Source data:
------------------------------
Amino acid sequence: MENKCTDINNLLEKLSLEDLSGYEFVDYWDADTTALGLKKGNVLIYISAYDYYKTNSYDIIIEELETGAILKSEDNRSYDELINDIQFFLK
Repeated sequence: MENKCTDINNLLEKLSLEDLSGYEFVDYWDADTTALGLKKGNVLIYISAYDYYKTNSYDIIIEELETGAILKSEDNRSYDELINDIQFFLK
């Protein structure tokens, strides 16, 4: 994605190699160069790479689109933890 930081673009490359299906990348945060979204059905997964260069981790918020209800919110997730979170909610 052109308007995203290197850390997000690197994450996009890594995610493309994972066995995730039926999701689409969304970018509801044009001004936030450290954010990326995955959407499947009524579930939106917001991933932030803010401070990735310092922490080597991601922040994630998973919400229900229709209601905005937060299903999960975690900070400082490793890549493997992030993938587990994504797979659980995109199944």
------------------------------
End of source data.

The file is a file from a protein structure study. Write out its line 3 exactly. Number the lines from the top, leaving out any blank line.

């Protein structure tokens, strides 16, 4: 994605190699160069790479689109933890 930081673009490359299906990348945060979204059905997964260069981790918020209800919110997730979170909610 052109308007995203290197850390997000690197994450996009890594995610493309994972066995995730039926999701689409969304970018509801044009001004936030450290954010990326995955959407499947009524579930939106917001991933932030803010401070990735310092922490080597991601922040994630998973919400229900229709209601905005937060299903999960975690900070400082490793890549493997992030993938587990994504797979659980995109199944």